Wayne Dawkins’ Remarks on Receiving the AJHA National Award for Excellence in Teaching at the 2016 AJHA Convention

22 Jan 2017 2:41 PM | Dane Claussen

(Editor’s Note: Dawkins in Professor in the Scripps Howard School of Journalism and Communications, Hampton University, the author of several books, and a former print and online journalist.)

I believe I have a duty to make American Media History relevant to students who are aspiring journalists, communicators, and, consumers of information who should be civically engaged. I set out to accomplish my goal by meeting students on shared ground: I require of them effort, reading comprehension, narrative writing and participation, whether it is team projects or classroom discussion. Meanwhile, the students should appreciate me if I use technology, including digital media and video in order to bring history to life.

Early in each semester I make the case that the Colonial Era reveals the DNA of journalists and communicators. Benjamin Franklin was a printer, a gifted and playful writer who as a teenage apprentice wrote under a pseudonym, Silence Dogood. Samuel Adams, first cousin of future president John Adams, was a celebrated brewer, and, a journalist. Thomas Jefferson perhaps wrote the greatest editorial of all time, the Declaration of Independence. I play the National Public Radio dramatic reading of that document in class. Thirteen British colonies defeated a superpower, not only with firearms, but largely with ink and paper. Indeed, journalism matters.

My attempts to engage and influence students moves on to the 19th century and the Penny Press era. New York’s most recognized landmarks, Times and Herald squares, are the hallowed grounds of dynamic, visionary newspapers, the New York Times and the New York Herald [the latter which by the next century merged with an equally significant competitor, the New York Tribune]. Also during the early 1800s in New York, Freedom’s Journal was remarkable because black people could not vote, own property in most places, and were not citizens, nevertheless they could create their media and demonstrate for freedom and equality. 

Indeed, journalism matters.

After getting to know the students for a few weeks, I make it their turns to share what they have learned, and, believe. I task them to read about and then write essays about Colonial-era media makers, whether they are well known – Franklin, Adams, Jefferson, Thomas Paine and, New York Post founder Alexander Hamilton – or are important and deserving wider recognition, i.e. Anna Zenger, wife of printer John Peter Zenger, who continued to publish the New York newspaper while her husband was in jail, and Sarah Updike Goddard, a Rhode Island publisher.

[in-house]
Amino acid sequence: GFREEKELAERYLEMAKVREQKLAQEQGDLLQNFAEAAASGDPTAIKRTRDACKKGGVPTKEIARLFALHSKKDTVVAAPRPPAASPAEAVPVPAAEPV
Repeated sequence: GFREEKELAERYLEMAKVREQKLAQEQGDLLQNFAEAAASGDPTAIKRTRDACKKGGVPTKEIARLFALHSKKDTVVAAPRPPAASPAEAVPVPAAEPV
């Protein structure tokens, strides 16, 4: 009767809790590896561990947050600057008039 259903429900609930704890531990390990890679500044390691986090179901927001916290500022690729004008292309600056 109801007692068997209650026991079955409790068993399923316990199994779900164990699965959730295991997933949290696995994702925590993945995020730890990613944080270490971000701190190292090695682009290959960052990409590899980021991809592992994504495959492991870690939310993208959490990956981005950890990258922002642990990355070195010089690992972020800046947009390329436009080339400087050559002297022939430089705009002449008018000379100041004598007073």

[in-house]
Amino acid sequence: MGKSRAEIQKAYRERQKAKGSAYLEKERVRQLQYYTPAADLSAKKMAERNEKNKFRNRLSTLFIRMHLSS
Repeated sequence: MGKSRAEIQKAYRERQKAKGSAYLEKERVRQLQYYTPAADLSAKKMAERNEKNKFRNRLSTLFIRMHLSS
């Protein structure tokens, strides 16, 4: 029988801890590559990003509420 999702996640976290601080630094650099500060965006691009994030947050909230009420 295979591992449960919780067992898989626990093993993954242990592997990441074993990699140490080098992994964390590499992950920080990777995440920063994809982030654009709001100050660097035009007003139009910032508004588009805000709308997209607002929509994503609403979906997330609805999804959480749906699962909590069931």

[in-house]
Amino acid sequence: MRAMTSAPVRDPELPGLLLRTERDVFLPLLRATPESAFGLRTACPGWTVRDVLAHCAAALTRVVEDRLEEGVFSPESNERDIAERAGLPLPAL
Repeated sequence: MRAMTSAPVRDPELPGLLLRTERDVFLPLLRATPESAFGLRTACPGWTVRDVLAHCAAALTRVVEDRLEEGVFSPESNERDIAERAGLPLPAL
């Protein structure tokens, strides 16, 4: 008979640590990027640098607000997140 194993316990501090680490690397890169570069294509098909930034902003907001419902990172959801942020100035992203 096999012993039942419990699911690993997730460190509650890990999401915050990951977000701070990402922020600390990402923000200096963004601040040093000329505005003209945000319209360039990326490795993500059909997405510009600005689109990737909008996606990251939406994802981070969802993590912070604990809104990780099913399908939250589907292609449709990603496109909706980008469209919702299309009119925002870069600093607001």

The next round of essays are assigned about the time class will focus of the startups of electronic media – radio, film and television at the start of the 20th century. This task is to write about modern-day journalists, people they see on cable news or read online. A recent trend has been that about a dozen notable African-American journalists have written memoirs or narrative non-fiction books. I have used this opportunity to craft a list of authors for the students to write about. Examples include Michele Norris of NPR and author of The Grace of Silence; Don Lemon of CNN, author of Transparent, and BTW a student favorite because of his relative youth and visibility, and Gwen Ifill of PBS author of The Breakthrough: Politics and Race in the Age of Obama. [Ifill, 61, an iconic Washington correspondent turned anchor, died in November]. 

Philosophically, this assignment is crucial because I teach mass media at a historically black university. It is important that students truly understand and appreciate the contemporary journalists who came before them.

Usually by the midterm, the students are fully immersed in the class and the routines: lectures integrated with multimedia, discussions, weekly quizzes and writing assignments. At this point I task students to choose their three-member teams in order to work together to produce 10-minute end-of-semester multimedia projects on topics that mostly relate to television, film or digital media since that trio of topics is our focus in the second half of the semester. 

I remind the students that for most of the semester I have dictated what I believe they must learn and know in a survey of 325 years of American Media History from 1690 and the publication of Publick Occurrences, Both Foreign and Domestic, to the utility of 21st century social media networks. Now I say, it’s their turns to show me and their peers what media is relatable and important in their lives. 

I will also get to assess students’ varied talents as I observe them present in teams: Some are bookish scholars, others are showmen and women, and still others are behind-the-scenes producers and directors. 

In the end the variety makes for what I believe is a shared learning experience.

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